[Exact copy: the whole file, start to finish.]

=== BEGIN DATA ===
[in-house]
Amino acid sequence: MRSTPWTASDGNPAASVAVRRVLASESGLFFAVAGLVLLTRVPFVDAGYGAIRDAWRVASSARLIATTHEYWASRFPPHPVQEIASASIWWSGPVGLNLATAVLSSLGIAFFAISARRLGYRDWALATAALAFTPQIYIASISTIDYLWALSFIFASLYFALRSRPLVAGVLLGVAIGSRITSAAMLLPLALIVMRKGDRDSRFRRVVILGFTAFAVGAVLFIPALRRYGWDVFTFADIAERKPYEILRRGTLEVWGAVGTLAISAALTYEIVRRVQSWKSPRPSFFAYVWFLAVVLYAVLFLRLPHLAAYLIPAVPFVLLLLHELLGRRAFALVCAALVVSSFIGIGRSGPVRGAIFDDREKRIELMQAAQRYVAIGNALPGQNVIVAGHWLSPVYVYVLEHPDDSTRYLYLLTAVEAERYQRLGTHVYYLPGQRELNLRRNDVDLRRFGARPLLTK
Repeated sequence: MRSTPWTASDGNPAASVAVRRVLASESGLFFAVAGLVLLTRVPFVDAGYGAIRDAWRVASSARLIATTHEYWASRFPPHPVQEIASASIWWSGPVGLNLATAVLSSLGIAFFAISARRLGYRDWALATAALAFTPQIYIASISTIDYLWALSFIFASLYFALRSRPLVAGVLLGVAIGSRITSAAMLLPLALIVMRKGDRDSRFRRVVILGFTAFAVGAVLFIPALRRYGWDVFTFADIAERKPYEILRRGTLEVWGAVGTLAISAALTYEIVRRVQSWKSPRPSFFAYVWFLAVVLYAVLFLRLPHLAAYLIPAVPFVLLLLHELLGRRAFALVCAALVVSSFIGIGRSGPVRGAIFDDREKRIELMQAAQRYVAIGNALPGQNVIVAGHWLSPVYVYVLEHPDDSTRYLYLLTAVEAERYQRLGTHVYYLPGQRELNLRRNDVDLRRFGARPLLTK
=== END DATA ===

[in-house]
Amino acid sequence: MRSTPWTASDGNPAASVAVRRVLASESGLFFAVAGLVLLTRVPFVDAGYGAIRDAWRVASSARLIATTHEYWASRFPPHPVQEIASASIWWSGPVGLNLATAVLSSLGIAFFAISARRLGYRDWALATAALAFTPQIYIASISTIDYLWALSFIFASLYFALRSRPLVAGVLLGVAIGSRITSAAMLLPLALIVMRKGDRDSRFRRVVILGFTAFAVGAVLFIPALRRYGWDVFTFADIAERKPYEILRRGTLEVWGAVGTLAISAALTYEIVRRVQSWKSPRPSFFAYVWFLAVVLYAVLFLRLPHLAAYLIPAVPFVLLLLHELLGRRAFALVCAALVVSSFIGIGRSGPVRGAIFDDREKRIELMQAAQRYVAIGNALPGQNVIVAGHWLSPVYVYVLEHPDDSTRYLYLLTAVEAERYQRLGTHVYYLPGQRELNLRRNDVDLRRFGARPLLTK
Repeated sequence: MRSTPWTASDGNPAASVAVRRVLASESGLFFAVAGLVLLTRVPFVDAGYGAIRDAWRVASSARLIATTHEYWASRFPPHPVQEIASASIWWSGPVGLNLATAVLSSLGIAFFAISARRLGYRDWALATAALAFTPQIYIASISTIDYLWALSFIFASLYFALRSRPLVAGVLLGVAIGSRITSAAMLLPLALIVMRKGDRDSRFRRVVILGFTAFAVGAVLFIPALRRYGWDVFTFADIAERKPYEILRRGTLEVWGAVGTLAISAALTYEIVRRVQSWKSPRPSFFAYVWFLAVVLYAVLFLRLPHLAAYLIPAVPFVLLLLHELLGRRAFALVCAALVVSSFIGIGRSGPVRGAIFDDREKRIELMQAAQRYVAIGNALPGQNVIVAGHWLSPVYVYVLEHPDDSTRYLYLLTAVEAERYQRLGTHVYYLPGQRELNLRRNDVDLRRFGARPLLTK